The free agency floodgates opened on two Thursday’s ago as the NFL ushered in a new league year, with players cashing in on the open market as the league’s 32 teams sought to fill holes on the roster with the 2016 season now well in the rear-view mirror.
Of the major moves that took place Cleveland grabbed headlines by essentially buying a second-round pick from Houston by agreeing to take on the ill-advised Brock Osweiler contract, while New England splashed the cash on cornerback Stephen Gilmore and acquired former Saints wide receiver Brandin Cooks via trade. Safe to say the Patriots aren’t getting complacent after winning their fifth Lombardi Trophy of the Bill Belichick era in February.
Yet while these were some of the moves that were made, there were a number of opportunities that were passed up by franchises where an available player would’ve perfectly filled a need. We focus on the top five transactions that didn’t happen, and why they simply made too much sense to actually come to fruition.
Terrell Pryor Re-Signing with Cleveland
An abundance of cap room? Check. Best wide receiver on the team? Check. Young, relatively cheap and motivated? Check. It’s anyone’s guess as to why the Browns let their biggest bright spot in 2016 walk, but it’s a move that will come back to haunt Cleveland if Pryor is successful with his new team, the Washington Redskins, on a team friendly one year deal. The short-term nature of the contract places no risk on Washington, and the Browns are simply not stocked with enough playmakers on offence to be able to let someone with Pryor’s talent walk in free agency. Cleveland made a similarly questionable move last off-season, allowing offensive lineman Alex Mack to leave and join eventual Superbowl runners-up Atlanta. For their sake, let’s hope history doesn’t repeat itself.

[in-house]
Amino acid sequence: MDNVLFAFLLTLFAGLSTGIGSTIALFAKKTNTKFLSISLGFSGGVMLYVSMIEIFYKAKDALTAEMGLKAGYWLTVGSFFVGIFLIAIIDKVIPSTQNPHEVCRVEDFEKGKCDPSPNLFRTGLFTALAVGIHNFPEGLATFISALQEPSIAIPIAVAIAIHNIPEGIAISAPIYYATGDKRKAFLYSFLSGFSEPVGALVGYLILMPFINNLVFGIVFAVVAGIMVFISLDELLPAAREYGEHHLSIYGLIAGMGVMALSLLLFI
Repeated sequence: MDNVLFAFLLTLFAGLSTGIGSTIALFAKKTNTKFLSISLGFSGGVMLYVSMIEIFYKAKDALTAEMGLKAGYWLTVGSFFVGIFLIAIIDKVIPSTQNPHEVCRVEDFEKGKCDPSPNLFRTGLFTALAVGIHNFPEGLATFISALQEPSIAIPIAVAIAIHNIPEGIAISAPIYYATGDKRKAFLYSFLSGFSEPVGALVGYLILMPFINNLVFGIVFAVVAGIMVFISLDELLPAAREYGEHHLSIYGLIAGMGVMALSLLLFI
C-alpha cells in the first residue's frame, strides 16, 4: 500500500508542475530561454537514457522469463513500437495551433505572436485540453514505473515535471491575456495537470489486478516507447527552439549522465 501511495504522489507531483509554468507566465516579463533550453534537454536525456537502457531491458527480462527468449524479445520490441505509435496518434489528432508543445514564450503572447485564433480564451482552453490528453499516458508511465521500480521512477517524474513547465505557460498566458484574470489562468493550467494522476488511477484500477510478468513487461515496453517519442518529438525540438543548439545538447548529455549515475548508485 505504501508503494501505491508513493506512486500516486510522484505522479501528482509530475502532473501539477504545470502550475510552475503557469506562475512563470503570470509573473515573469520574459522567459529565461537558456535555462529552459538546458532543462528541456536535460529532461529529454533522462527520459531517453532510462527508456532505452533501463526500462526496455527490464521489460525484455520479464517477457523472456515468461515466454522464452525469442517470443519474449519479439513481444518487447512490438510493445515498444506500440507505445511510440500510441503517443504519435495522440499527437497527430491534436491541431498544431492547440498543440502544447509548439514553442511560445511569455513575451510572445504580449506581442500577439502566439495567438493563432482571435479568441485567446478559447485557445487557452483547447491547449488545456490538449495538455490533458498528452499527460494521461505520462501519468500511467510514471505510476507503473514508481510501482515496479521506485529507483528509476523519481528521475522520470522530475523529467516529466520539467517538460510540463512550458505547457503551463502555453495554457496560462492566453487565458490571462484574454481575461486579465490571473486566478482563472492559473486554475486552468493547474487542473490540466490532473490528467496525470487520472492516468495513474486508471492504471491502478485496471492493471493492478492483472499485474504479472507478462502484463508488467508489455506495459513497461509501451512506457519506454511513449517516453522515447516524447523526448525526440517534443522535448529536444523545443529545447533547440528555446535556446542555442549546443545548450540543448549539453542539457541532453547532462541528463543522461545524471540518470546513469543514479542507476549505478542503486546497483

San Francisco Trading for Kirk Cousins
There’s a very slim possibility this trade still happens, but all signs point towards Cousins signing his franchise tag tender with Washington and playing under the tag for the second consecutive year in D.C. The 49ers, meanwhile, have signed Brian Hoyer to play QB for them in 2017 in their quest to fill the position with a sub-standard player for the third consecutive season. With Colin Kaepernick on the outs they had a fantastic opportunity to acquire one of the better young signal callers in the league, and with more cap room than they know what to do with they also had the money to pay the man. It’s widely accepted that to win in the NFL you need an elite QB, yet this is an opinion it appears the 49ers top brass are yet to concur with.
Green Bay Signing A.J Bouye
By now, everyone knows that the Packers simply do not enter the free market frenzy and prefer to grow their own talent. It’s a strategy that has paid off over the years, as the franchises storied history would attest to. However sometimes it feels as if Green Bay are prepared to “cut their nose off to spite the face”, and are to steadfast and stubborn in their beliefs to get all-world QB Aaron Rodgers back to the big game and give him the chance to add to his solitary Superbowl triumph back in 2011. The Packers offense has a slew of receivers for Rodgers to target, and the offensive line is in pretty good shape, yet no one would argue that the defense at times simply isn’t up to championship standard. The NFC Championship game was testament to this, as Matt Ryan and the Falcons offence ran riot, with receivers repeatedly roaming free in the secondary as Rodgers and the Packers offense struggled to keep up.